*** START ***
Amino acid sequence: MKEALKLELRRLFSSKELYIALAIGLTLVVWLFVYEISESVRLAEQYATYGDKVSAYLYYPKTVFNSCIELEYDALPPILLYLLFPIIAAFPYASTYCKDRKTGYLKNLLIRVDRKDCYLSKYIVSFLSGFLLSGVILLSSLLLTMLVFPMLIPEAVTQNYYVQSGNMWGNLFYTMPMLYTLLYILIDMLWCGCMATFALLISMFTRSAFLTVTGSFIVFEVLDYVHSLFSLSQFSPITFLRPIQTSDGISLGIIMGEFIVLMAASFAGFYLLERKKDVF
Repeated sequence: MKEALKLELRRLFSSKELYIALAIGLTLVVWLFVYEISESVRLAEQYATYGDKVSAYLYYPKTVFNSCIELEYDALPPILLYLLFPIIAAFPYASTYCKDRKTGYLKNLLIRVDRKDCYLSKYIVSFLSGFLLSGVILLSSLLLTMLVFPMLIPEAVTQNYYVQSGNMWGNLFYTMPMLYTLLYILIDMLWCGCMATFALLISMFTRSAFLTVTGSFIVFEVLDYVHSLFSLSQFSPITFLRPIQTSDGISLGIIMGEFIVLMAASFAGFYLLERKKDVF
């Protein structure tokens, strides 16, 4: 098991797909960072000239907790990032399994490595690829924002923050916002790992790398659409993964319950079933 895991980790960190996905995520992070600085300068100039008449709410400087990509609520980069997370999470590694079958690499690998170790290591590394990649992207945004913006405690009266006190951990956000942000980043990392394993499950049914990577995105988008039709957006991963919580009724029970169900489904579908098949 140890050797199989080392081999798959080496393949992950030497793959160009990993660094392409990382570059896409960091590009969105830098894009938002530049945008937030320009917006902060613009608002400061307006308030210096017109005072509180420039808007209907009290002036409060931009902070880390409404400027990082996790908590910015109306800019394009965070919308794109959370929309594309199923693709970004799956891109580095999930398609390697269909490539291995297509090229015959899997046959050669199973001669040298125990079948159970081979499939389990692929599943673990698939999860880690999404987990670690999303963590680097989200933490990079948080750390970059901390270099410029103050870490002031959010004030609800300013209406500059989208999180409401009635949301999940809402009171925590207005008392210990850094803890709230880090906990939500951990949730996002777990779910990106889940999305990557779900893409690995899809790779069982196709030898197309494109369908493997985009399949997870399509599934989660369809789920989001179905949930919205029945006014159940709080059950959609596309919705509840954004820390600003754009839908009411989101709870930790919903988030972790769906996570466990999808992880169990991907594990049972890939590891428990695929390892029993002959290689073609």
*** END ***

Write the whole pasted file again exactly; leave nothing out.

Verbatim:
Amino acid sequence: MKEALKLELRRLFSSKELYIALAIGLTLVVWLFVYEISESVRLAEQYATYGDKVSAYLYYPKTVFNSCIELEYDALPPILLYLLFPIIAAFPYASTYCKDRKTGYLKNLLIRVDRKDCYLSKYIVSFLSGFLLSGVILLSSLLLTMLVFPMLIPEAVTQNYYVQSGNMWGNLFYTMPMLYTLLYILIDMLWCGCMATFALLISMFTRSAFLTVTGSFIVFEVLDYVHSLFSLSQFSPITFLRPIQTSDGISLGIIMGEFIVLMAASFAGFYLLERKKDVF
Repeated sequence: MKEALKLELRRLFSSKELYIALAIGLTLVVWLFVYEISESVRLAEQYATYGDKVSAYLYYPKTVFNSCIELEYDALPPILLYLLFPIIAAFPYASTYCKDRKTGYLKNLLIRVDRKDCYLSKYIVSFLSGFLLSGVILLSSLLLTMLVFPMLIPEAVTQNYYVQSGNMWGNLFYTMPMLYTLLYILIDMLWCGCMATFALLISMFTRSAFLTVTGSFIVFEVLDYVHSLFSLSQFSPITFLRPIQTSDGISLGIIMGEFIVLMAASFAGFYLLERKKDVF
């Protein structure tokens, strides 16, 4: 098991797909960072000239907790990032399994490595690829924002923050916002790992790398659409993964319950079933 895991980790960190996905995520992070600085300068100039008449709410400087990509609520980069997370999470590694079958690499690998170790290591590394990649992207945004913006405690009266006190951990956000942000980043990392394993499950049914990577995105988008039709957006991963919580009724029970169900489904579908098949 140890050797199989080392081999798959080496393949992950030497793959160009990993660094392409990382570059896409960091590009969105830098894009938002530049945008937030320009917006902060613009608002400061307006308030210096017109005072509180420039808007209907009290002036409060931009902070880390409404400027990082996790908590910015109306800019394009965070919308794109959370929309594309199923693709970004799956891109580095999930398609390697269909490539291995297509090229015959899997046959050669199973001669040298125990079948159970081979499939389990692929599943673990698939999860880690999404987990670690999303963590680097989200933490990079948080750390970059901390270099410029103050870490002031959010004030609800300013209406500059989208999180409401009635949301999940809402009171925590207005008392210990850094803890709230880090906990939500951990949730996002777990779910990106889940999305990557779900893409690995899809790779069982196709030898197309494109369908493997985009399949997870399509599934989660369809789920989001179905949930919205029945006014159940709080059950959609596309919705509840954004820390600003754009839908009411989101709870930790919903988030972790769906996570466990999808992880169990991907594990049972890939590891428990695929390892029993002959290689073609």